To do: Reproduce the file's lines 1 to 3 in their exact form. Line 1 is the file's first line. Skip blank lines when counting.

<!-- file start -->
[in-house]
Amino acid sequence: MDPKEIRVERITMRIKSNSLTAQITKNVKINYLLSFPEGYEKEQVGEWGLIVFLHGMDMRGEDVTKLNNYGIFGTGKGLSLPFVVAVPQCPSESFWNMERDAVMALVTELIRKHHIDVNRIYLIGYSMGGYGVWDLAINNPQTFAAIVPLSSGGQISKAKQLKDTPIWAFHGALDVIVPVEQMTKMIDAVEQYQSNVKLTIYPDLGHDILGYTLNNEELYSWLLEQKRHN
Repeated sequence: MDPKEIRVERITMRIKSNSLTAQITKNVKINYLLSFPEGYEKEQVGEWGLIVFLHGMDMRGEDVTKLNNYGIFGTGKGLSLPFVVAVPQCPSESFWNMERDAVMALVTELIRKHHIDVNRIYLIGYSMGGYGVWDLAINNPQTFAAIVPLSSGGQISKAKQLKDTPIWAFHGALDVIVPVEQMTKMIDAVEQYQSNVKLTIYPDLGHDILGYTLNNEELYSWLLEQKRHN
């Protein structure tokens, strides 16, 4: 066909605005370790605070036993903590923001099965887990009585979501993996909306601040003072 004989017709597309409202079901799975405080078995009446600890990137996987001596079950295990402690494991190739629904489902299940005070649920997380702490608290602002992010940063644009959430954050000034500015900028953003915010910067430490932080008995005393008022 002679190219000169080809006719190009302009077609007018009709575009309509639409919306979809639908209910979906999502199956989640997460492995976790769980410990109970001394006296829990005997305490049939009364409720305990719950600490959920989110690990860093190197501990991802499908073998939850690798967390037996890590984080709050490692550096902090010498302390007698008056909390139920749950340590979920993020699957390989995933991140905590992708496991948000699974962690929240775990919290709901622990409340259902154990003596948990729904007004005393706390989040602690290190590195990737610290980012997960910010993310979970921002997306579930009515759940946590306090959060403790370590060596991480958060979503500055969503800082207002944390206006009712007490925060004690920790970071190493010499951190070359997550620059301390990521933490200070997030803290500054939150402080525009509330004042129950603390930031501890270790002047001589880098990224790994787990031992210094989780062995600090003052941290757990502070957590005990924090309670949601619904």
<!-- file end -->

[in-house]
Amino acid sequence: MDPKEIRVERITMRIKSNSLTAQITKNVKINYLLSFPEGYEKEQVGEWGLIVFLHGMDMRGEDVTKLNNYGIFGTGKGLSLPFVVAVPQCPSESFWNMERDAVMALVTELIRKHHIDVNRIYLIGYSMGGYGVWDLAINNPQTFAAIVPLSSGGQISKAKQLKDTPIWAFHGALDVIVPVEQMTKMIDAVEQYQSNVKLTIYPDLGHDILGYTLNNEELYSWLLEQKRHN
Repeated sequence: MDPKEIRVERITMRIKSNSLTAQITKNVKINYLLSFPEGYEKEQVGEWGLIVFLHGMDMRGEDVTKLNNYGIFGTGKGLSLPFVVAVPQCPSESFWNMERDAVMALVTELIRKHHIDVNRIYLIGYSMGGYGVWDLAINNPQTFAAIVPLSSGGQISKAKQLKDTPIWAFHGALDVIVPVEQMTKMIDAVEQYQSNVKLTIYPDLGHDILGYTLNNEELYSWLLEQKRHN